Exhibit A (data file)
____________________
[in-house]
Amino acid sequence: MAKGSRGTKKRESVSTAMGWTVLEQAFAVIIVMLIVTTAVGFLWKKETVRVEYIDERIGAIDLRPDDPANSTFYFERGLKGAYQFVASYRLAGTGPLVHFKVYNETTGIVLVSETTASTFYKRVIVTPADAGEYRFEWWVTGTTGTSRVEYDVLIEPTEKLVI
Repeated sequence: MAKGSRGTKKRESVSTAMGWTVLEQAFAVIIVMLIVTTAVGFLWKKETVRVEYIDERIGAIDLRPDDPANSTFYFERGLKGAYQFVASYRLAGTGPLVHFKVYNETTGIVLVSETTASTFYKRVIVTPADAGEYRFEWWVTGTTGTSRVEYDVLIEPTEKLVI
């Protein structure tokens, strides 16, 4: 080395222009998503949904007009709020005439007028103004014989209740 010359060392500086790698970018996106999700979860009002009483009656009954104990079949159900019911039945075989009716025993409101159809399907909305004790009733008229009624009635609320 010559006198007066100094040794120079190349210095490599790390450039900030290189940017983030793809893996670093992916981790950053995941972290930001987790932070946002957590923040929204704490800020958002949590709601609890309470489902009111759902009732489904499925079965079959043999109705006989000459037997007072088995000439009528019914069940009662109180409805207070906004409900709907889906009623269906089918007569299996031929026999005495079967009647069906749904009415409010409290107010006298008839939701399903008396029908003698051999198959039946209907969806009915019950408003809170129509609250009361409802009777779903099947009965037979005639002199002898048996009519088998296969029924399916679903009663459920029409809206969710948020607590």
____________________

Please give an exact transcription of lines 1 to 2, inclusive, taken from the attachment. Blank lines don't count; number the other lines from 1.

[in-house]
Amino acid sequence: MAKGSRGTKKRESVSTAMGWTVLEQAFAVIIVMLIVTTAVGFLWKKETVRVEYIDERIGAIDLRPDDPANSTFYFERGLKGAYQFVASYRLAGTGPLVHFKVYNETTGIVLVSETTASTFYKRVIVTPADAGEYRFEWWVTGTTGTSRVEYDVLIEPTEKLVI